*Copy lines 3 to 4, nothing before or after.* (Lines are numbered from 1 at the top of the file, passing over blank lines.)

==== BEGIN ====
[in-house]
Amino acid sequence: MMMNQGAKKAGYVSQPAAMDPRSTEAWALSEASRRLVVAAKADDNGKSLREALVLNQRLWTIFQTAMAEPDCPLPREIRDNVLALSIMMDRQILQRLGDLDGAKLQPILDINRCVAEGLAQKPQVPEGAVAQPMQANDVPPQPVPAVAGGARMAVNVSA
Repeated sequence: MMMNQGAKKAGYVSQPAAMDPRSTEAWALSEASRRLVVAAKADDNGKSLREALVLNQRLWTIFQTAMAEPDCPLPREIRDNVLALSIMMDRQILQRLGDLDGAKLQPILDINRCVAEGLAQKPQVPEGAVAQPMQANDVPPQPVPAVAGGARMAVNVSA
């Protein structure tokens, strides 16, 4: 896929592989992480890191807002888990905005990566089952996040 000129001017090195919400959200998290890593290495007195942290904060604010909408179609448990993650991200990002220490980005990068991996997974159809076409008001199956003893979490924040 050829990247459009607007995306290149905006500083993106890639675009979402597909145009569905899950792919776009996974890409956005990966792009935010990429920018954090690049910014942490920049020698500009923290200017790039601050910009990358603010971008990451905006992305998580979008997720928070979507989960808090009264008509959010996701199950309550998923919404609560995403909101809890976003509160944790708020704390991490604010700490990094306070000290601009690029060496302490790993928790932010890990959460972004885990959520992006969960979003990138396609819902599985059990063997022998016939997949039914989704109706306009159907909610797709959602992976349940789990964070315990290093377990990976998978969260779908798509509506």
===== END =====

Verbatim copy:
Repeated sequence: MMMNQGAKKAGYVSQPAAMDPRSTEAWALSEASRRLVVAAKADDNGKSLREALVLNQRLWTIFQTAMAEPDCPLPREIRDNVLALSIMMDRQILQRLGDLDGAKLQPILDINRCVAEGLAQKPQVPEGAVAQPMQANDVPPQPVPAVAGGARMAVNVSA
């Protein structure tokens, strides 16, 4: 896929592989992480890191807002888990905005990566089952996040 000129001017090195919400959200998290890593290495007195942290904060604010909408179609448990993650991200990002220490980005990068991996997974159809076409008001199956003893979490924040 050829990247459009607007995306290149905006500083993106890639675009979402597909145009569905899950792919776009996974890409956005990966792009935010990429920018954090690049910014942490920049020698500009923290200017790039601050910009990358603010971008990451905006992305998580979008997720928070979507989960808090009264008509959010996701199950309550998923919404609560995403909101809890976003509160944790708020704390991490604010700490990094306070000290601009690029060496302490790993928790932010890990959460972004885990959520992006969960979003990138396609819902599985059990063997022998016939997949039914989704109706306009159907909610797709959602992976349940789990964070315990290093377990990976998978969260779908798509509506």